In May 2011, the Australian Government announced the Budget Measure: Strategic investment in mental health research priorities through the National Health and Medical Research Council (NHMRC) - $26.2 million over the next five years.
The Government’s announcement stated:
Coordinating research and translating it into actual services are vital to improving the quality of mental health services nationally and to improve outcomes for the one in five Australians with mental illness. Currently there is no strategic research capacity in the mental health sector to address critical policy and investment issues.
The NHMRC is committed to the development of evidence for better treatment and health services in mental health. It has named mental health as a strategic priority for the coming years and has been working actively to embed mental health research into its activities and to consult with the sector.
Consistent with its strategic plan and responsive to the Government’s priorities, NHMRC will dedicate $26.2 million over a five year period (a minimum of $5 million per year) from the Medical Research Endowment account for such activities. This will not preclude applications for mental health related research projects to the NHMRC’s normal competitive process.
How NHMRC is implementing the Strategic Initiative
With the advice of Research Committee, NHMRC has allocated $26.2 million as follows:
- A Targeted Call for Research (TCR) in Mental Health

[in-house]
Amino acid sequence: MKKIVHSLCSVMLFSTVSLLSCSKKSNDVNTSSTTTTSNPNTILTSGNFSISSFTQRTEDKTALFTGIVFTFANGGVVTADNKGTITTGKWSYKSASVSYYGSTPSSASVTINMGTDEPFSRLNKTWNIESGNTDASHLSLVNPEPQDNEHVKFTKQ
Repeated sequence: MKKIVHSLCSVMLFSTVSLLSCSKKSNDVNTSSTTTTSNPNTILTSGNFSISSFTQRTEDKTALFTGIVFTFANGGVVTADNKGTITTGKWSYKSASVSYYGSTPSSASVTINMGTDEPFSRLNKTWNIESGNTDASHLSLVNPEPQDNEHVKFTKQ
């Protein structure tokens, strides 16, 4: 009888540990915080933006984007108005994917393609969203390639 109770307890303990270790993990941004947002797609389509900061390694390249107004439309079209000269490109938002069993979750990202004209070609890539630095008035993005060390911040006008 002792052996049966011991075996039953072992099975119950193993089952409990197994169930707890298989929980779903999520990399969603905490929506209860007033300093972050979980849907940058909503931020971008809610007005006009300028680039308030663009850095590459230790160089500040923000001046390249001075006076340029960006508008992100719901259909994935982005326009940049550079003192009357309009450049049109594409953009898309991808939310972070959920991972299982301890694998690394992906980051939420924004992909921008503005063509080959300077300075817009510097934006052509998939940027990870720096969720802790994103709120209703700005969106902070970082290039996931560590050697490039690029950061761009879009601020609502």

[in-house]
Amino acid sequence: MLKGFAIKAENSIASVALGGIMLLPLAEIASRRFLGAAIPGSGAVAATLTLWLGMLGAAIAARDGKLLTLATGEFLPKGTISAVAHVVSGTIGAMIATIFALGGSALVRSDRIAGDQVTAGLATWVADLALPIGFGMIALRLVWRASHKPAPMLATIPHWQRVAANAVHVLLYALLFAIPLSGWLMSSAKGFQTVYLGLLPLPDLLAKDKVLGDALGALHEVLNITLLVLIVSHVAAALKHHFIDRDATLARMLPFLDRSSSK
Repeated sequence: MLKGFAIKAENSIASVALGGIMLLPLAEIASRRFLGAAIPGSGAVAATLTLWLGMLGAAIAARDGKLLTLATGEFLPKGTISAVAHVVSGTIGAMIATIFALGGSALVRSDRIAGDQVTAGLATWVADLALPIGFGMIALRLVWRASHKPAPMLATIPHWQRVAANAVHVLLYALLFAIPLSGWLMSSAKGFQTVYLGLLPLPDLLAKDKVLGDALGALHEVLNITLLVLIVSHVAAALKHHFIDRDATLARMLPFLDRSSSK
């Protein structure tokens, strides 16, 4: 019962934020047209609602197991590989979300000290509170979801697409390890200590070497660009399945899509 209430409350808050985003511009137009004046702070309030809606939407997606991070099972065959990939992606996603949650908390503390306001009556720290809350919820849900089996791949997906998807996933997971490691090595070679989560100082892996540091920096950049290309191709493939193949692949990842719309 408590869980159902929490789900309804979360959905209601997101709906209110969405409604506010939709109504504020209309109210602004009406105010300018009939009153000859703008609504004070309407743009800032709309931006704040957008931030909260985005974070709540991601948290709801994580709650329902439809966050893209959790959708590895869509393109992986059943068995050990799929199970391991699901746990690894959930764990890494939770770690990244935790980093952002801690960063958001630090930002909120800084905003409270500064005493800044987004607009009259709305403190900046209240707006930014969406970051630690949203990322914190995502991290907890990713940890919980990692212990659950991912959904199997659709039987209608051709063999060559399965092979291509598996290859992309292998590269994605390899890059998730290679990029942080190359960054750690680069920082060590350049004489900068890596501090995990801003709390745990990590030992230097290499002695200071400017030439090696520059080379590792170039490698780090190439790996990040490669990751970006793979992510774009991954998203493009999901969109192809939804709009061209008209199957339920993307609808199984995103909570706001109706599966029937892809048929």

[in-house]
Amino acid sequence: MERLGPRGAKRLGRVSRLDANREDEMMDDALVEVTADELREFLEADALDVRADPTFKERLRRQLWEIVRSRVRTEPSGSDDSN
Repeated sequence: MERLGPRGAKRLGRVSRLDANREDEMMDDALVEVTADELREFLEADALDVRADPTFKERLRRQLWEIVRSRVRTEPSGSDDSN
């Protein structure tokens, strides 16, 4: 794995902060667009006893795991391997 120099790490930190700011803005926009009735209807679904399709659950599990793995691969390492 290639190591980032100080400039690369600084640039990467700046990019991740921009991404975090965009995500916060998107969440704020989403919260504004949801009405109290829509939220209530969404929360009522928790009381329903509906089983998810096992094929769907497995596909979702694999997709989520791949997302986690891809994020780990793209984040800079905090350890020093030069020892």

- Two Centres of Research Excellence (CRE), subject to competitive applications being received; and
- Up to two NHMRC John Cade Fellowships in Mental Health Research
As provided in the May 2011 Budget announcement, this funding is fully devoted to mental health.
1. Targeted Call for Research (TCR) in Mental Health
Following consultation, NHMRC’s Research Committee agreed that the focus of this TCR would be on Prevention of, and early intervention in, mental illness in children and young people.
An expert working group was established in 2011 who agreed this was an area of strategic need for high quality research and advised on a framework for the TCR. The working group members were: Professors Caroline Homer (Chair), Jane Gunn, Jon Currie, Ian Hickie, Philip Mitchell, Helen Christensen, Linda Richards, Vicki Anderson, Paul Fitzgerald and Kathy Griffiths.
The aim of this TCR is to stimulate research that will have clearly defined policy and service delivery outcomes for individuals up to the age of 25 years and their families and carers. This TCR is not intended for cutting edge or basic science research.
2. Centre of Research Excellence
Funding of up to two new CREs in mental health will aim to support teams of researchers to pursue collaborative research and develop capacity in clinical, population health and health services research.
Areas identified as research priorities for the CREs include prevention of, and early intervention in, mental illness for children and young people, brain development and factors contributing to mental illness, animal models of mental illness, innovative approaches to suicide prevention, determinants of engagement and lack of engagement with mental health services and improving Indigenous mental health services.
The 2012 round for applications for CREs closed in January 2012 and peer review has now been completed. Recommendations to the Minister for funding are expected to be made shortly.
3. NHMRC John Cade Fellowships in Mental Health Research
NHMRC’s Research Committee has supported the allocation of $7.5 million from the budget initiative towards funding up to two NHMRC John Cade Fellowships in Mental Health Research.
The aims of the NHMRC John Cade Fellowship scheme are to build national leadership and expand capacity in Australian mental health research.
This scheme will only have one application round and is expected to be highly competitive. It is anticipated that a call for applications will occur in August 2012.